I never knew the 90′s had so much good alternative rock

That was a joke, the entire universe knows that the 90′s pretty much started and perfected the alt-rock scene. Everyone remembers stuff like Nevermind by Nirvana, Dookie by Green Day, Weezer (the blue one) by Weezer, (What’s the Story) Morning Glory? by Oasis, Ten by Pearl Jam, OK Computer by Radiohead, Siamese Dream by Smashing Pumpkins, Odelay by Beck, and a whole bunch of others. Well, the point is, I just started to listen to all of the “important” alternative albums of the 90′s, some of which was pretty obscure at the time but has grown in popularity since then. So, to make things simpler for me, I made a list of the top 10 alt-rock albums of the 90′s I only just heard but really liked a lot.

10.  Mezzanine (1998) – Massive Attack: This may not be alt-rock per-se, but it more closely resembles alt-rock than anything else. In my iTunes it is classified as Trip-Hop. Either way, it is fantastic, and there is a really high chance you have heard “Teardrop” before.

9. Summerteeth (1999) – Wilco: Are they a rock band, country band, pop band? I don’t really know how to classify them, so in iTunes they are labeled Alternative Country Rock. While it may not be exactly as good as Yankee Hotel Foxtrot, Summerteeth is still a fantastic album by Wilco and deserves to be heard. I look at it as the stepping stone for Wilco’s newer, more genre-bending music. Before Summerteeth, they were a lot more country sounding. Then they got semi-experimental, which led to this beauty. The selling point for this album is the fantastic “She’s A Jar.”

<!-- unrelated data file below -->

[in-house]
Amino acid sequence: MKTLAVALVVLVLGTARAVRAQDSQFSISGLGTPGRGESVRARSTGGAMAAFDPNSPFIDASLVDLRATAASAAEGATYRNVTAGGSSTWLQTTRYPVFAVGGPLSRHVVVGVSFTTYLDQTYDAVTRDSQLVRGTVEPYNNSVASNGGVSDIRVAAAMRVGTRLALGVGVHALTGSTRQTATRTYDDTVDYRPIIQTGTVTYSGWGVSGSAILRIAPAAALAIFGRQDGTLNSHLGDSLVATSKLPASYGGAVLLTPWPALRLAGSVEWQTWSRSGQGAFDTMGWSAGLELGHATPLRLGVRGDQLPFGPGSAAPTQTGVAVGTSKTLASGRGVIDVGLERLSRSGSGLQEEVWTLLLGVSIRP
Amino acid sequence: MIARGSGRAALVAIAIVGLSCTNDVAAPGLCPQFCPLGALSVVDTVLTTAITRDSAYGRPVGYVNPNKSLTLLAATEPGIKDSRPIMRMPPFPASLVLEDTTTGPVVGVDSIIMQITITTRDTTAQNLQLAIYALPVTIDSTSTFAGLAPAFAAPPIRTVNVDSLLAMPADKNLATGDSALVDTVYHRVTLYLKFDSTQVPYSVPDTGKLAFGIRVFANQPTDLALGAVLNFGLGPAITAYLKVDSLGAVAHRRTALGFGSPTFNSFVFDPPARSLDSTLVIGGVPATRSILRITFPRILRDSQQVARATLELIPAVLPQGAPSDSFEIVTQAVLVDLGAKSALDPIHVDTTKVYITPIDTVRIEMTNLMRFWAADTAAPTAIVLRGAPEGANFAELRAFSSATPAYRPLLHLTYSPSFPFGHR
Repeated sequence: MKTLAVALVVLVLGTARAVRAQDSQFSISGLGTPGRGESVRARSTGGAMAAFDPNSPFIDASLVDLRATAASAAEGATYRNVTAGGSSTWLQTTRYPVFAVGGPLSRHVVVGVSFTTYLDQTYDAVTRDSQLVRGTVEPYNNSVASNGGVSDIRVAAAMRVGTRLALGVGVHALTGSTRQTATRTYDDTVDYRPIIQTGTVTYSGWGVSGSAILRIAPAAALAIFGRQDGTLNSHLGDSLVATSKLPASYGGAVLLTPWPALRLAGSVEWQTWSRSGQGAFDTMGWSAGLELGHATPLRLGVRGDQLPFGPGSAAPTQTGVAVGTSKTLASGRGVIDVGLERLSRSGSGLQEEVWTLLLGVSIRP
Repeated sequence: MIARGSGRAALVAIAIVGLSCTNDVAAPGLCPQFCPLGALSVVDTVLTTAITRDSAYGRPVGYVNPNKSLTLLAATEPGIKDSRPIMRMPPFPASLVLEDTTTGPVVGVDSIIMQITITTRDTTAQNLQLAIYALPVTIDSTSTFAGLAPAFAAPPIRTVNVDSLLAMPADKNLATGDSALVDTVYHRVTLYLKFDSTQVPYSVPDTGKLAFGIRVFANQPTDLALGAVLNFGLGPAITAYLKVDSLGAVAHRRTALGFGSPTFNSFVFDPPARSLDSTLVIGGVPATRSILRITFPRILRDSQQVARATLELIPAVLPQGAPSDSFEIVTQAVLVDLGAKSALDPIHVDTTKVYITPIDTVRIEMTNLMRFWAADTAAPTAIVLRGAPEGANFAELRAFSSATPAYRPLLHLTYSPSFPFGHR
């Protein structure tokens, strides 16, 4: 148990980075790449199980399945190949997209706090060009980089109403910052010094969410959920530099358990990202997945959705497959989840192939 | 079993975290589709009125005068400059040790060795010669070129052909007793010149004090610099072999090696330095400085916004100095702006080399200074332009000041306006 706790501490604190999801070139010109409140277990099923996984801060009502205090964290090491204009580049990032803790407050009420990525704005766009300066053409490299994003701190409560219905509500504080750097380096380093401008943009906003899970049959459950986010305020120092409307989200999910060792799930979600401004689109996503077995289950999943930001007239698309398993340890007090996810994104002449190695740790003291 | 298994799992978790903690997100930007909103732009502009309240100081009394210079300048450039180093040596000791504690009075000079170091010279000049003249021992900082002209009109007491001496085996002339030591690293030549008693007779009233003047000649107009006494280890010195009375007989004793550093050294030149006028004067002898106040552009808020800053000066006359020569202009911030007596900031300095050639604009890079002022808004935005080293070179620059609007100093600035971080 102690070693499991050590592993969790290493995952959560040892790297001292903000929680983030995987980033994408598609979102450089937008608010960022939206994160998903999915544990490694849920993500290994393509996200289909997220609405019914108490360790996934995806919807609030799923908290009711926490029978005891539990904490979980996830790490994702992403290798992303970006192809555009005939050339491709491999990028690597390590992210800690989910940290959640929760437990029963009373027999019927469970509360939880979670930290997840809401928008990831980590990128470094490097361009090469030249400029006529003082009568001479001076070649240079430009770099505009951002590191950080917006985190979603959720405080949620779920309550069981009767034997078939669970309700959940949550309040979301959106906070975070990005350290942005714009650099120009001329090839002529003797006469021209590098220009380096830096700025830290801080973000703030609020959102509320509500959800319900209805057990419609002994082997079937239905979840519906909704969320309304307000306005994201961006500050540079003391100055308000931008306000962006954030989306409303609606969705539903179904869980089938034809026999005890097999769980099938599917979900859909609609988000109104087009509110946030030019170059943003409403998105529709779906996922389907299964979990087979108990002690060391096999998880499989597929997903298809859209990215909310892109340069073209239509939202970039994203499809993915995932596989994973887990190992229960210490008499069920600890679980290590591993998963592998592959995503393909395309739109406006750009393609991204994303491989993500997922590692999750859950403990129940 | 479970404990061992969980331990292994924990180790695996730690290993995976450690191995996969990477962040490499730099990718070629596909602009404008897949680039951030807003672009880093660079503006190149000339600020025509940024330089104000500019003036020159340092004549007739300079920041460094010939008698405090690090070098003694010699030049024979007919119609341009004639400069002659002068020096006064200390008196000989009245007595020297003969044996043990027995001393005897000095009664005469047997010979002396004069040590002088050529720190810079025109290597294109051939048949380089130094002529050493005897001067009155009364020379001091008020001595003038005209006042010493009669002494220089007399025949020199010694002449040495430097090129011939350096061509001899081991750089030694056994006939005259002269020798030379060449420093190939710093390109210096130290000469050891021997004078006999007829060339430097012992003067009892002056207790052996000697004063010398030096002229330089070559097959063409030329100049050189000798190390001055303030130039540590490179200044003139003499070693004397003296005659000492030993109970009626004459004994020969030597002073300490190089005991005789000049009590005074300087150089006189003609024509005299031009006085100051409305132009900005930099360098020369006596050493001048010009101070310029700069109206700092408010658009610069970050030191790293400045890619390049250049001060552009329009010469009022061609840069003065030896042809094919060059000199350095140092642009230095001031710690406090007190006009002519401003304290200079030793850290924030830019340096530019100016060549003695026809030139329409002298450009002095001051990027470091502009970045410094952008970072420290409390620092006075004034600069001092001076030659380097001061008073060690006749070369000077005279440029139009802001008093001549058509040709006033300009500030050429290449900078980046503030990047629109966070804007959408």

8. S/T (1993) – Frank Black: I love the Pixies. They are one of the best alt-rock bands of all time. I decided that it would be cool to get Black Francis’ (AKA Frank Black) solo work just to test the waters, and surprise surprise, he is very talented. His self-titled debut is full of very likeable songs that span a variety of different versions of alternative. Some of it is punky, some of it is noisy, some of it is poppy. It’s almost like it pays homage to all of the best alternative artists or albums or whatever. My favorite track is “Hang On To Your Ego.”

7. Bone Machine (1992) – Tom Waits: Tom Waits is just really cool. Not many people are able to make music as original as him. Bone Machine  is his darkest album I find, with all of the songs dealing with morbid themes, like death and decay. It’s hard not to be disturbed by this album at first to be perfectly honest. But while you are disturbed, you will also be blown away. It’s so well made and cohesive, you will want to listen to it over and over again, which is what I did for a while. If I had to pick a favorite, it would be “Goin’ Out West.”